In contrast, prior art searching for patent legal needs is designed to be thorough to ensure that the invention is novel and non-obvious. The traditional method is to search through all the records in the classes to which an invention may belong. This method is thorough, but is laborious and time-consuming. Additionally, other sources of prior art exist that are not classified and patent databases per se are becoming to large to be searched by this method. Persons wishing to search these databases in a timely manner frequently construct one or more queries to thoroughly cover the invention field. However, these search methods are idiosyncratic and not generally executed according to a predetermined method. The thoroughness of the search must therefore be closely evaluated each time.
 Thus, a need exists for database content searching, particular for technology, patent, and/or prior art searching methods and systems that are precise and thorough, easily evaluated and supervised, and which minimizes the number of records that an examiner must review to perform a precise and thorough examination. In addition, a need exists for a method of displaying the large amounts of data in a single view while allowing examination of individual records, such that the user or viewer can assess the technology field density and inspect individual records from the same view.
 The present invention is directed to systems and methods for cladistics-based content searching, analysis, and/or diagrammatic representation of results in graphical user interface format for viewing by at least one user on a computer-type device or network, in particular for technology and patent-related content stored in at least one database.
 Accordingly, one aspect of the present invention is to provide a method of analyzing inventions, including the steps of:
 a) deconstructing at least one invention into its corresponding key components;
 b) formulating a first database query that searches for at least one of the key components in a database and at least one additional related database query that excludes at least one component from the database;
 c) submitting the queries to search a database;
 d) retrieving the results from the queries;
 e) displaying the results in a graphical user interface of an electronic device or network of devices, thereby providing a method for automatically analyzing inventions.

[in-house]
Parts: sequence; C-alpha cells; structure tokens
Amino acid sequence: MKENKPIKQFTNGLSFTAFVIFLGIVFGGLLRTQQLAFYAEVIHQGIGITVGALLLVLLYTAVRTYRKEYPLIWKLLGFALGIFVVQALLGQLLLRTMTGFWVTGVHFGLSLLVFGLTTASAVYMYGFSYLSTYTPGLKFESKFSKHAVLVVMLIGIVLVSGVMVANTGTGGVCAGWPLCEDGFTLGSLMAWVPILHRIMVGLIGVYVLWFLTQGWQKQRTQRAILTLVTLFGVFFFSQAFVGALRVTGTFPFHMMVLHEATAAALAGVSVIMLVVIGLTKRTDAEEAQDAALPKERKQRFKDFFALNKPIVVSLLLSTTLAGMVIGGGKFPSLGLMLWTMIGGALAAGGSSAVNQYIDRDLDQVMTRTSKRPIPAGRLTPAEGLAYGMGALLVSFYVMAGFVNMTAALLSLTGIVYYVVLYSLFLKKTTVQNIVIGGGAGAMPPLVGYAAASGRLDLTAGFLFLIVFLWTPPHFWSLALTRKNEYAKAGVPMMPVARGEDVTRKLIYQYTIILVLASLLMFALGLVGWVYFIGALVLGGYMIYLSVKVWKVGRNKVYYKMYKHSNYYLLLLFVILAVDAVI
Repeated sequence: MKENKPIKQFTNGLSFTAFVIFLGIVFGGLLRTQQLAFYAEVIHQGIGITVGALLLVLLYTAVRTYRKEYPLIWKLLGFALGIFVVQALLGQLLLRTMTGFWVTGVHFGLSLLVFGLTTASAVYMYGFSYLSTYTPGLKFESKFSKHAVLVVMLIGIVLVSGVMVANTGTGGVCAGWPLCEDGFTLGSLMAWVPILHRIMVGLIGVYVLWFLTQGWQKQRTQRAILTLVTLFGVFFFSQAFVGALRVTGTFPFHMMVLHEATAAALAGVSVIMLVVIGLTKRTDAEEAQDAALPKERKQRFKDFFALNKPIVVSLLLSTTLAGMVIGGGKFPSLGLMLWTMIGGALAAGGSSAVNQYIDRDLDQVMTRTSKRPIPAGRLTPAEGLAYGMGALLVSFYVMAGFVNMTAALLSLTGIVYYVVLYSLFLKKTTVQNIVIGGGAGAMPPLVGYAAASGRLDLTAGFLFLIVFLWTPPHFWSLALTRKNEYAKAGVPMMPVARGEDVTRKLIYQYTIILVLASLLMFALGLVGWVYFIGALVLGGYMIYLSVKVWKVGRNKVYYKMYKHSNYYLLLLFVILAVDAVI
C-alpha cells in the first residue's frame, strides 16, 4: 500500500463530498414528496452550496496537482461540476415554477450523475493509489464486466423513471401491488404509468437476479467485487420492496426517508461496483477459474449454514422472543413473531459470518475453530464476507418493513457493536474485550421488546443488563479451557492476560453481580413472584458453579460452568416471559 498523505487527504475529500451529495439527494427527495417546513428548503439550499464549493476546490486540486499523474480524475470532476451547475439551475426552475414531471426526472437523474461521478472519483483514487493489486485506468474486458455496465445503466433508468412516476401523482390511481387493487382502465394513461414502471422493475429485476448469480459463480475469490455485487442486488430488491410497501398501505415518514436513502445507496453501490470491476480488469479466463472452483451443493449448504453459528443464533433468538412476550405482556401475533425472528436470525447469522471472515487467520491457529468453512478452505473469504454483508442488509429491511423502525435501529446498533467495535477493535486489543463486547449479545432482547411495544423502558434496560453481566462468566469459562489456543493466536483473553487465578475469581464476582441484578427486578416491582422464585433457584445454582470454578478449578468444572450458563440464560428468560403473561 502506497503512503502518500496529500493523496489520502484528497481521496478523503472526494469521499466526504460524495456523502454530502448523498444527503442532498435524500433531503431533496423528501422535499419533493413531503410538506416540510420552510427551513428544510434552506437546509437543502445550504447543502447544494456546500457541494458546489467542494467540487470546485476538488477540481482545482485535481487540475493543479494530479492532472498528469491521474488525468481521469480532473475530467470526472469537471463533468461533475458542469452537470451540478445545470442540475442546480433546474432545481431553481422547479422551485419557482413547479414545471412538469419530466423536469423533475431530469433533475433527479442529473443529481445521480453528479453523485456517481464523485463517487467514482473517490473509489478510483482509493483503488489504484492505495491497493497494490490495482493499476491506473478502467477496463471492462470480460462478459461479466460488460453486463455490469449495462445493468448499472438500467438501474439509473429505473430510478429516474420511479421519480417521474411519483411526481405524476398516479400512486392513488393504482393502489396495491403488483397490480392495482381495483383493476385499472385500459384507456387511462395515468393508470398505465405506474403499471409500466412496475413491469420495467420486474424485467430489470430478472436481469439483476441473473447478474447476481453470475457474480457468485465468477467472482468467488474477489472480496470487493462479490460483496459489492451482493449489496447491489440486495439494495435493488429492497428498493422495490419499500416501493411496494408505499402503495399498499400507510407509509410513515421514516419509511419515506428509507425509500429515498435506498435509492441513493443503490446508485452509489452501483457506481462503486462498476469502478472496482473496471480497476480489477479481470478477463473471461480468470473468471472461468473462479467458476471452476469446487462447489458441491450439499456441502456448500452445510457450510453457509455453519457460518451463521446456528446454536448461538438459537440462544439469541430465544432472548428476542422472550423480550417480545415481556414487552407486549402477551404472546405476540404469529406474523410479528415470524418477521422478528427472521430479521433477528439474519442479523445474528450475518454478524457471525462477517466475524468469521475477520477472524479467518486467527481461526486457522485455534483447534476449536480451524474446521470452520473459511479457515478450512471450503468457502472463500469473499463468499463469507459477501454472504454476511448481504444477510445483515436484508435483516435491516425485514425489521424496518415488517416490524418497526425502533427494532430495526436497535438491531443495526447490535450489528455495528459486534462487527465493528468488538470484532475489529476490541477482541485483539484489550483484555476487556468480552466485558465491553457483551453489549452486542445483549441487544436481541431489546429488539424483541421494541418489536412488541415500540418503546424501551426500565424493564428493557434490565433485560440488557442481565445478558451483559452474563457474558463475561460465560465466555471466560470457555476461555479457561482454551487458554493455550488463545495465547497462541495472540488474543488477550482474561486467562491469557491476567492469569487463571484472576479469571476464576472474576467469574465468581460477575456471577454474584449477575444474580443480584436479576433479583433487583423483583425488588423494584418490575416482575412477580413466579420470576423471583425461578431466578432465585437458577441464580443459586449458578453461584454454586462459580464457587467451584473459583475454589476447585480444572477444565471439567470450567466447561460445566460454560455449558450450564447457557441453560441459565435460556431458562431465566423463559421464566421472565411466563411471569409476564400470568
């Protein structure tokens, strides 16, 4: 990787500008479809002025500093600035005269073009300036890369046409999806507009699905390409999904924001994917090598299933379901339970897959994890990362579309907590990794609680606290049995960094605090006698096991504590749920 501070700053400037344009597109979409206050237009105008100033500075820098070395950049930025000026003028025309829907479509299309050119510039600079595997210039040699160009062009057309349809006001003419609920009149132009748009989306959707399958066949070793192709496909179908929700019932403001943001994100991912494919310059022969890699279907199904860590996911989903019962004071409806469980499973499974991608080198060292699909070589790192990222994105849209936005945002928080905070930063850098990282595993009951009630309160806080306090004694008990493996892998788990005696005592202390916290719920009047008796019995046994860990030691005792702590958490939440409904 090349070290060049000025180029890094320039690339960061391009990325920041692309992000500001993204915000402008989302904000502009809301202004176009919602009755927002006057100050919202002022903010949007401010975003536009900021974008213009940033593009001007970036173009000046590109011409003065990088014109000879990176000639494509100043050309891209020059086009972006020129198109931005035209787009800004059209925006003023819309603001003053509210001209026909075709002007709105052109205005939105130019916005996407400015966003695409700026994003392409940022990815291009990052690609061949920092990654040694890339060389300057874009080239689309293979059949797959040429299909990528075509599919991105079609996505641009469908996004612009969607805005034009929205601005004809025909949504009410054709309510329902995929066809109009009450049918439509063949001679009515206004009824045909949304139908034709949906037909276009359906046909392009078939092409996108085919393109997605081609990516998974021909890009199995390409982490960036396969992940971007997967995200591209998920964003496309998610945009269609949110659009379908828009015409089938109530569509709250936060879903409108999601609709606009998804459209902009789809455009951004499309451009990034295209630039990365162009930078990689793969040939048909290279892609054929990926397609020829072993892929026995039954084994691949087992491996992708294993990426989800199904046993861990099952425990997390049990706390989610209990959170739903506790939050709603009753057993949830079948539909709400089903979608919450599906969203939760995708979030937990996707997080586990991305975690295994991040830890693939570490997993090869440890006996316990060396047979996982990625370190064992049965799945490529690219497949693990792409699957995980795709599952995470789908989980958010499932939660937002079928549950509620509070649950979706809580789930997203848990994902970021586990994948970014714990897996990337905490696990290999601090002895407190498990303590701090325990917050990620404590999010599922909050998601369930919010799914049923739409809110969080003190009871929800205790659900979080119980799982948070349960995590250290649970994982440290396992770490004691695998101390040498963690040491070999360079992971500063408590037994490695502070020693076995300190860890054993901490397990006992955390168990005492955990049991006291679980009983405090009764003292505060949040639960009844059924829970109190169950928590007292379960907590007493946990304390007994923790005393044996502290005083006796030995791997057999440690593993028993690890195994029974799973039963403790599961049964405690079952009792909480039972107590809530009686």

Another aspect of the present invention is to provide a method of graphically displaying relationships between inventions, including the steps of:
 a) sorting the inventions into groups according to a predetermined criteria
 b) displaying the groups in an unrooted tree.
 Still another aspect of the present invention is to provide a method of querying a patent database for prior art relating to an invention, the steps of:
 a) deconstructing the invention into key components
 b) formulating a database query that searches for all the components in, the claims database field and
 c) formulating database queries with serial ANDNOT exclusion of at least one component from the claims field and inclusion of the at least one component in the specification field.
 Another aspect of the present invention is to provide a method for analyzing technology trends, including the steps of applying cladistics to patent data.
 Yet another aspect and embodiments of the present invention include systems for analyzing technology including at least one database having technology information electronically stored thereon; at least one computer running software for querying the database; the at least one computer connected to the database, either directly or via a network; wherein the software permits the querying to be done using a cladistics-based model, wherein at least one user is capable of searching the information in the database and reviewing search results presented in a graphical representation on a user interface of the at least one computer, in particular where the graphical representation is a tree diagram.
 These and other aspects of the present invention will become apparent to those skilled in the art after a reading of the following description of the preferred embodiment when considered with the drawings.
FIG. 1 is a view of a tree map constructed according to one format of mapping.
FIG. 2 is a radial tree map with scaled branches.
FIG. 3 is a radial map of a prior art search according to the present invention.